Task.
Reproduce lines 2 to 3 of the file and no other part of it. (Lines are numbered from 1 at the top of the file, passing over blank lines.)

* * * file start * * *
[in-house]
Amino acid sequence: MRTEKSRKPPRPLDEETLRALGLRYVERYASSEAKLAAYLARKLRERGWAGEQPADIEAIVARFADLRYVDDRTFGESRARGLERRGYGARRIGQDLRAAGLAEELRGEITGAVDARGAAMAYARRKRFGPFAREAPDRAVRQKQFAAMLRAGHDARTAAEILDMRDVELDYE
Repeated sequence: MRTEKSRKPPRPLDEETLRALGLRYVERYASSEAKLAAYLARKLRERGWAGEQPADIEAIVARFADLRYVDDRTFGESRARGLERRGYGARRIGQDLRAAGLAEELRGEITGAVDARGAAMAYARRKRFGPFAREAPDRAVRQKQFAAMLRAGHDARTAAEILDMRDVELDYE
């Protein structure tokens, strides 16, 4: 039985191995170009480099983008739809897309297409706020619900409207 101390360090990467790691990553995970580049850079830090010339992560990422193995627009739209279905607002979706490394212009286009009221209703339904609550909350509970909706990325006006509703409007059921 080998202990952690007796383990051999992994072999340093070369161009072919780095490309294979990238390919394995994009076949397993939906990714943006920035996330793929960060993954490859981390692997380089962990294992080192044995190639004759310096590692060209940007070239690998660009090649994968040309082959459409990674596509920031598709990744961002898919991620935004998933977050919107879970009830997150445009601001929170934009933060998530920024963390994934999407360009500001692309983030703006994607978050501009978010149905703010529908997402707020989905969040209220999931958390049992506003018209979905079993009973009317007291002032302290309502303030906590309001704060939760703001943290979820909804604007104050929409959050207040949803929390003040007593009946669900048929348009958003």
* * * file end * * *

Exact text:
Amino acid sequence: MRTEKSRKPPRPLDEETLRALGLRYVERYASSEAKLAAYLARKLRERGWAGEQPADIEAIVARFADLRYVDDRTFGESRARGLERRGYGARRIGQDLRAAGLAEELRGEITGAVDARGAAMAYARRKRFGPFAREAPDRAVRQKQFAAMLRAGHDARTAAEILDMRDVELDYE
Repeated sequence: MRTEKSRKPPRPLDEETLRALGLRYVERYASSEAKLAAYLARKLRERGWAGEQPADIEAIVARFADLRYVDDRTFGESRARGLERRGYGARRIGQDLRAAGLAEELRGEITGAVDARGAAMAYARRKRFGPFAREAPDRAVRQKQFAAMLRAGHDARTAAEILDMRDVELDYE